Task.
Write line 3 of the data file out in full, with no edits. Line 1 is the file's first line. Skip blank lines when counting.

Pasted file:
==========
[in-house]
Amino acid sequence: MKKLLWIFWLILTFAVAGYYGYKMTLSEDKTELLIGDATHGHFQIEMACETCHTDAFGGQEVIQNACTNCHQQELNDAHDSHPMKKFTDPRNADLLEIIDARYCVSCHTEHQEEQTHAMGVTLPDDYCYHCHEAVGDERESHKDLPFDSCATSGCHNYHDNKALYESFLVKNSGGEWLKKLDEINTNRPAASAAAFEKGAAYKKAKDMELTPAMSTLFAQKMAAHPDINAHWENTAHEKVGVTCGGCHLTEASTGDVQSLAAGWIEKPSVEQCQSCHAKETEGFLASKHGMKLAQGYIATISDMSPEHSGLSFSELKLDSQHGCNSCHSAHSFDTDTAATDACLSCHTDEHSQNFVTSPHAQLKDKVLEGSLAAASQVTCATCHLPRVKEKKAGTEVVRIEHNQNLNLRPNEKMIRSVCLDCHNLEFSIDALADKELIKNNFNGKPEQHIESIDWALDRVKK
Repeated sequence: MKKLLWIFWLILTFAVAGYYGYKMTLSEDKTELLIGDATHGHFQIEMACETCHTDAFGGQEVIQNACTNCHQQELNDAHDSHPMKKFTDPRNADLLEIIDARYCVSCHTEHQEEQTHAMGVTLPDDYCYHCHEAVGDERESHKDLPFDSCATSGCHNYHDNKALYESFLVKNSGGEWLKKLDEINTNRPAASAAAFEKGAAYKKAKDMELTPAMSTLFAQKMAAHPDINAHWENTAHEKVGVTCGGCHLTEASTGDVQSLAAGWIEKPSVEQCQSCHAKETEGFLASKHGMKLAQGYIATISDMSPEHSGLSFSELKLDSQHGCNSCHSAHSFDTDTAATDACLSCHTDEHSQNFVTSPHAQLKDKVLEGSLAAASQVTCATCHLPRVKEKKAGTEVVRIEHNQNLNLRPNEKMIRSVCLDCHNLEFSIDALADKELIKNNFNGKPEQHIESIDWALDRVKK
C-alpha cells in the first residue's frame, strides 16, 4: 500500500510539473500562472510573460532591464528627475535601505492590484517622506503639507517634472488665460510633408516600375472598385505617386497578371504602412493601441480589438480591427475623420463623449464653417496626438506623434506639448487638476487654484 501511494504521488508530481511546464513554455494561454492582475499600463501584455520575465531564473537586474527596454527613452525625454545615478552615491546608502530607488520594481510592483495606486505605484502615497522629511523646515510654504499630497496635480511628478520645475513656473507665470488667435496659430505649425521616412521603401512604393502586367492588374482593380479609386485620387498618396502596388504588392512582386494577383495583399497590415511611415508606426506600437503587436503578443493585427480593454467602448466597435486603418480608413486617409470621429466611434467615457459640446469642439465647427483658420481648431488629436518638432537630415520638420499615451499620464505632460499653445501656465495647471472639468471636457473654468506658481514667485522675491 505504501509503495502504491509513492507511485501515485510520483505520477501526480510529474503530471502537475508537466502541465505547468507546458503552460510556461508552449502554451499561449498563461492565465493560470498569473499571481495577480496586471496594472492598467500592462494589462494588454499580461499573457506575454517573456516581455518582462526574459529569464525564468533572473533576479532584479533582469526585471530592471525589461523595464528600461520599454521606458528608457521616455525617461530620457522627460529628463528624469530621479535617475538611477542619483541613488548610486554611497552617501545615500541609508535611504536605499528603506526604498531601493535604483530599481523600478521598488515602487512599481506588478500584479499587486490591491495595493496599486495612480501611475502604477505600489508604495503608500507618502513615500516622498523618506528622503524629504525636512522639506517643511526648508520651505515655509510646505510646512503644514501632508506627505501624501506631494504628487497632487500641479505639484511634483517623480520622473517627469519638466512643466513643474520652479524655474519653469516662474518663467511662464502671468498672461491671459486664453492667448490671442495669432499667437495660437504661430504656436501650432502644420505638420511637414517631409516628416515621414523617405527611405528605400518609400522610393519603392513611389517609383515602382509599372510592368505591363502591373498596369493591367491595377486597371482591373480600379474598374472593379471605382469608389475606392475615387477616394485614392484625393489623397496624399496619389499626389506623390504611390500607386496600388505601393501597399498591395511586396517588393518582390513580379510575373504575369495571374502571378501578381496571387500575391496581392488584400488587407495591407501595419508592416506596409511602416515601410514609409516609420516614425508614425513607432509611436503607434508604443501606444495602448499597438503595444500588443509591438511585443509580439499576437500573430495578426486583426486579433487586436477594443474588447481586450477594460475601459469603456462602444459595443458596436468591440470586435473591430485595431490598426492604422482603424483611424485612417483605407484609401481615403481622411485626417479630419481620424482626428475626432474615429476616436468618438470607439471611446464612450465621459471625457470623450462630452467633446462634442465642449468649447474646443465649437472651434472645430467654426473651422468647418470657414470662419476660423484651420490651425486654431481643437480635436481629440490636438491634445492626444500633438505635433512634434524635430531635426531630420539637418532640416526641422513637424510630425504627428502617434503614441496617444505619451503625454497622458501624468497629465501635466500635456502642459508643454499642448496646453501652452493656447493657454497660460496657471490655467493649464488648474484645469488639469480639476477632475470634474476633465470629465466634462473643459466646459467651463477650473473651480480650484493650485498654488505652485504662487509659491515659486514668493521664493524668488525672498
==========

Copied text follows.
Repeated sequence: MKKLLWIFWLILTFAVAGYYGYKMTLSEDKTELLIGDATHGHFQIEMACETCHTDAFGGQEVIQNACTNCHQQELNDAHDSHPMKKFTDPRNADLLEIIDARYCVSCHTEHQEEQTHAMGVTLPDDYCYHCHEAVGDERESHKDLPFDSCATSGCHNYHDNKALYESFLVKNSGGEWLKKLDEINTNRPAASAAAFEKGAAYKKAKDMELTPAMSTLFAQKMAAHPDINAHWENTAHEKVGVTCGGCHLTEASTGDVQSLAAGWIEKPSVEQCQSCHAKETEGFLASKHGMKLAQGYIATISDMSPEHSGLSFSELKLDSQHGCNSCHSAHSFDTDTAATDACLSCHTDEHSQNFVTSPHAQLKDKVLEGSLAAASQVTCATCHLPRVKEKKAGTEVVRIEHNQNLNLRPNEKMIRSVCLDCHNLEFSIDALADKELIKNNFNGKPEQHIESIDWALDRVKK